University of Virginia Library

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It was the last week of September, and the keeper of “Congress
hall” stood on his deserted colonnade. The dusty street of
Saratoga was asleep in the stillness of village afternoon. The
whittlings of the stage-runners at the corners, and around the
leaning posts, were fading into dingy undistinguishableness. Stiff
and dry hung the slop-cloths at the door of the livery stable, and
drearily clean was doorway and stall. “The season” was over.

“Well, Mr. B—!” said the Boniface of the great caravansary,
to a gentlemanly-looking invalid, crossing over from the
village tavern on his way to Congress spring, “this looks like the
end of it! A slimmish season, though, Mr. B—! 'Gad,
things isn't as they used to be in your time! Three months we
used to have of it, in them days, and the same people coming and
going all summer, and folks' own horses, and all the ladies drinking
champagne! And every `hop' was as good as a ball, and a
ball—when do you ever see such balls now-a-days? Why, here's
all my best wines in the cellar; and as to beauty—pooh!—they're
done coming here, anyhow, are the belles, such as belles was!

“You may say that, mine host, you may say that!” replied


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the damaged Corydon, leaning heavily on his cane,—“what—
they're all gone, now, eh—nobody at the `United States?'”

“Not a soul—and here's weather like August!—capital weather
for young ladies to walk out evenings, and, for a drive to Barheight's—nothing
like it! It's a sin, I say, to pass such weather
in the city! Why shouldn't they come to the springs in the
Indian summer, Mr. B—?”

Coming events seemed to have cast their shadows before. As
Boniface turned his eyes instinctively toward the sand hill, whose
cloud of dust was the precursor or new pilgrims to the waters,
and the sign for the black boy to ring the bell of arrival, behold,
on its summit, gleaming through the nebulous pyramid, like a
lobster through the steam of the fisherman's pot, one of the red
coaches of “the People's Line.”

And another!

And another!

And another!

Down the sandy descent came the first, while the driver's horn,
intermittent with the crack of his whip, set to bobbing every pine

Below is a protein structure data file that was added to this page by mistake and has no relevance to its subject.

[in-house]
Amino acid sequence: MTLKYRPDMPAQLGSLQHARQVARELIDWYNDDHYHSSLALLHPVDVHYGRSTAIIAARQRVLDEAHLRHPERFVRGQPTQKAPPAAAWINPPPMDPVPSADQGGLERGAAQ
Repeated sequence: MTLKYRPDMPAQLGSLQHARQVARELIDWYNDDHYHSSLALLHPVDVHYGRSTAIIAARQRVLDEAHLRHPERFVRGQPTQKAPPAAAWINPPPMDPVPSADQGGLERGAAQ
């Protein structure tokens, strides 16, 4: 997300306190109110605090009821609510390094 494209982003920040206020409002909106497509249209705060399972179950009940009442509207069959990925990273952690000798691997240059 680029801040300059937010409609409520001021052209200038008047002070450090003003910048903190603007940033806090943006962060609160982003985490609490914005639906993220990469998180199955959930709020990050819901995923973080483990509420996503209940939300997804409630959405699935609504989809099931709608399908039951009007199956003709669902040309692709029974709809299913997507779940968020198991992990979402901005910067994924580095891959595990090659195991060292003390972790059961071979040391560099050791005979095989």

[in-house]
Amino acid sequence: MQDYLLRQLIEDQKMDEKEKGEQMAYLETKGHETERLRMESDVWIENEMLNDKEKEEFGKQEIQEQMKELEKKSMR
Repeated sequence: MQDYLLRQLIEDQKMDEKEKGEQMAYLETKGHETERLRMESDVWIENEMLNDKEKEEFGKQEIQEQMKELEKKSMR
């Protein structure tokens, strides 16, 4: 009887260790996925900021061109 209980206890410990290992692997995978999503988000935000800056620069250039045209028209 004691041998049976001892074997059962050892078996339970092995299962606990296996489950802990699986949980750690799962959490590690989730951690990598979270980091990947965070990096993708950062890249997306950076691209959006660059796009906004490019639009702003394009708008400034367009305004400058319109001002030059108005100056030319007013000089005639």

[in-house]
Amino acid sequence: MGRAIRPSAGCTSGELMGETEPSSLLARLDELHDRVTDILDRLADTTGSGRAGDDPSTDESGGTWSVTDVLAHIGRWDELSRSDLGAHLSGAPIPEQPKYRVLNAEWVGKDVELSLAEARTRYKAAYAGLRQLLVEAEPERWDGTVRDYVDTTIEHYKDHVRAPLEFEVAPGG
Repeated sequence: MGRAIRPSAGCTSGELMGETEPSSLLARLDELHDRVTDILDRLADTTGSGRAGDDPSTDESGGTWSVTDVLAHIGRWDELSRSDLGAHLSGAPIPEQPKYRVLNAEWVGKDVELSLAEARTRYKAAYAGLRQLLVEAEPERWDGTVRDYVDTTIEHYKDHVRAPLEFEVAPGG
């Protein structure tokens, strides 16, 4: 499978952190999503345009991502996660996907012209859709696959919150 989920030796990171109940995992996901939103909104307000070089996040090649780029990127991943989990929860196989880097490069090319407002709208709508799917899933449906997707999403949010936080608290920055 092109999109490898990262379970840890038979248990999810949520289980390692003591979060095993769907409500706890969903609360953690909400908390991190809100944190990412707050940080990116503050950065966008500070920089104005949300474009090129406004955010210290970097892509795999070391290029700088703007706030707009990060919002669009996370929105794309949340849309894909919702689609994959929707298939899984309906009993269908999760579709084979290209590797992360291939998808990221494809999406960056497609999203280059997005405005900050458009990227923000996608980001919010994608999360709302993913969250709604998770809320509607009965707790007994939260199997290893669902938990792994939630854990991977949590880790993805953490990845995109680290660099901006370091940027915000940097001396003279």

cone of the adjacent wilderness.

—rut—rut—rrut!! G'lang!—Hip!”

Boniface laid his hand on the pull of the porter's bell, but the
thought flashed through his mind that he might have been dreaming—was
he awake?

And, marvel upon wonder!—a horn of arrival from the other
end of the village! And as he turned his eyes in that direction,
he saw the dingier turnouts from Lake Sacrament—extras,
wagons, every variety of rattletrap conveyance—pouring in like


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an Irish funeral on the return, and making (oh, climax more
satisfactory!) straight, all, for Congress Hall!

Events now grew precipitate—

Ladies were helped out with green veils—parasols and baskets
were handed after them—baggage was chalked and distributed—
(and parasols, baskets, and baggage, be it noted, were all of the
complexion that innkeepers love, the indefinable look which betrays
the owner's addictedness to extras)—and now there was ringing
of bells; and there were orders for the woodcocks to be dressed
with pork chemises, and for the champagne to be iced, the sherry
not—and through the arid corridors of Congress Hall floated a
delicious toilet air of cold cream and lavender—and ladies' maids
came down to press out white dresses, while the cook heated the
curling irons—and up and down the stairs flitted, with the blest
confusion of other days, boots and iced sangarees, hot water,
towels, and mint-juleps—all delightful, but all incomprehensible!
Was the summer encored, or had the Jews gone back to Jerusalem?
To the keeper of Congress Hall the restoration of the
millenium would have been a rush-light to this second advent of

Thus far we have looked through the eyes of the person
(pocket-ually speaking) most interested in the singular event we
wished to describe. Let us now (tea being over, and your
astonishment having had time to breathe) take the devil's place at
the elbow of the invalided dandy before-mentioned, and follow him
over to Congress Hall. It was a mild night, and, as I said
before (or meant to, if I did not), August having been prematurely
cut off by his raining successor, seemed up again, like
Hamlet's governor, and bent on walking out his time.

Rice (you remember Rice—famous for his lemonades with a


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corrective)—Rice, having nearly ignited his forefinger with
charging wines at dinner, was out to cool on the colonnade, and
B—, not strong enough to stand about, drew a chair near the
drawing-room window, and begged the rosy barkeeper to throw
what light he could upon the multitudinous apparition. Rice